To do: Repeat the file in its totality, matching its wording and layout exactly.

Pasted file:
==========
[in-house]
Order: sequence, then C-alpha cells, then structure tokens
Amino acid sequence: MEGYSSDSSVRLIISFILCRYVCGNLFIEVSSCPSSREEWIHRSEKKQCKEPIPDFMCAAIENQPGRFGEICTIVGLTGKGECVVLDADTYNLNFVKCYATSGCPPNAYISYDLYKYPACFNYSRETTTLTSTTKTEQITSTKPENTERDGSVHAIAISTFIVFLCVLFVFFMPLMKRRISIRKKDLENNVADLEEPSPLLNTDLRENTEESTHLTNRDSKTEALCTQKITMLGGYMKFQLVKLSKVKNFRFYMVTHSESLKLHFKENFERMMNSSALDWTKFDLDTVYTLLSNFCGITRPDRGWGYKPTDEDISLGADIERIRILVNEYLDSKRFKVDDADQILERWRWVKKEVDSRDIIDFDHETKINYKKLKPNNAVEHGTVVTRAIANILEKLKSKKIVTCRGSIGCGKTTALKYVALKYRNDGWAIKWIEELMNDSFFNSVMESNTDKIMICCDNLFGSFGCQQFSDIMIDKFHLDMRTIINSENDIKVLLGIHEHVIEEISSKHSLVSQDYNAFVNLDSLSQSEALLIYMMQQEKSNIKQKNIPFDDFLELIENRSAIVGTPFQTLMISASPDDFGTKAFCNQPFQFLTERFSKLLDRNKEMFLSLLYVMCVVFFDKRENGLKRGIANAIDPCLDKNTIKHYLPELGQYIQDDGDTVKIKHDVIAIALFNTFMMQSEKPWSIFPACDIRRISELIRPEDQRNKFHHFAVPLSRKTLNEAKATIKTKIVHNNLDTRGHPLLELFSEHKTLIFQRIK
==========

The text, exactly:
[in-house]
Order: sequence, then C-alpha cells, then structure tokens
Amino acid sequence: MEGYSSDSSVRLIISFILCRYVCGNLFIEVSSCPSSREEWIHRSEKKQCKEPIPDFMCAAIENQPGRFGEICTIVGLTGKGECVVLDADTYNLNFVKCYATSGCPPNAYISYDLYKYPACFNYSRETTTLTSTTKTEQITSTKPENTERDGSVHAIAISTFIVFLCVLFVFFMPLMKRRISIRKKDLENNVADLEEPSPLLNTDLRENTEESTHLTNRDSKTEALCTQKITMLGGYMKFQLVKLSKVKNFRFYMVTHSESLKLHFKENFERMMNSSALDWTKFDLDTVYTLLSNFCGITRPDRGWGYKPTDEDISLGADIERIRILVNEYLDSKRFKVDDADQILERWRWVKKEVDSRDIIDFDHETKINYKKLKPNNAVEHGTVVTRAIANILEKLKSKKIVTCRGSIGCGKTTALKYVALKYRNDGWAIKWIEELMNDSFFNSVMESNTDKIMICCDNLFGSFGCQQFSDIMIDKFHLDMRTIINSENDIKVLLGIHEHVIEEISSKHSLVSQDYNAFVNLDSLSQSEALLIYMMQQEKSNIKQKNIPFDDFLELIENRSAIVGTPFQTLMISASPDDFGTKAFCNQPFQFLTERFSKLLDRNKEMFLSLLYVMCVVFFDKRENGLKRGIANAIDPCLDKNTIKHYLPELGQYIQDDGDTVKIKHDVIAIALFNTFMMQSEKPWSIFPACDIRRISELIRPEDQRNKFHHFAVPLSRKTLNEAKATIKTKIVHNNLDTRGHPLLELFSEHKTLIFQRIK